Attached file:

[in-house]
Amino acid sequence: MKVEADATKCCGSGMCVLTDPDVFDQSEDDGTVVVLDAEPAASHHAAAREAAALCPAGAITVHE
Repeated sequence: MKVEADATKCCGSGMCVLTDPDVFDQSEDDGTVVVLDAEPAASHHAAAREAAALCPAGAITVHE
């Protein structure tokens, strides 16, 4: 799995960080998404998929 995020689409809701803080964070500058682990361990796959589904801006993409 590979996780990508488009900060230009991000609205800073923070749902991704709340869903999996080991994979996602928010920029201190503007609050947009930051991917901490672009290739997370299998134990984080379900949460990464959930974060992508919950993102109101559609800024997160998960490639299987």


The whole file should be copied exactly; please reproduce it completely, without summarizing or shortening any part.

[in-house]
Amino acid sequence: MKVEADATKCCGSGMCVLTDPDVFDQSEDDGTVVVLDAEPAASHHAAAREAAALCPAGAITVHE
Repeated sequence: MKVEADATKCCGSGMCVLTDPDVFDQSEDDGTVVVLDAEPAASHHAAAREAAALCPAGAITVHE
């Protein structure tokens, strides 16, 4: 799995960080998404998929 995020689409809701803080964070500058682990361990796959589904801006993409 590979996780990508488009900060230009991000609205800073923070749902991704709340869903999996080991994979996602928010920029201190503007609050947009930051991917901490672009290739997370299998134990984080379900949460990464959930974060992508919950993102109101559609800024997160998960490639299987």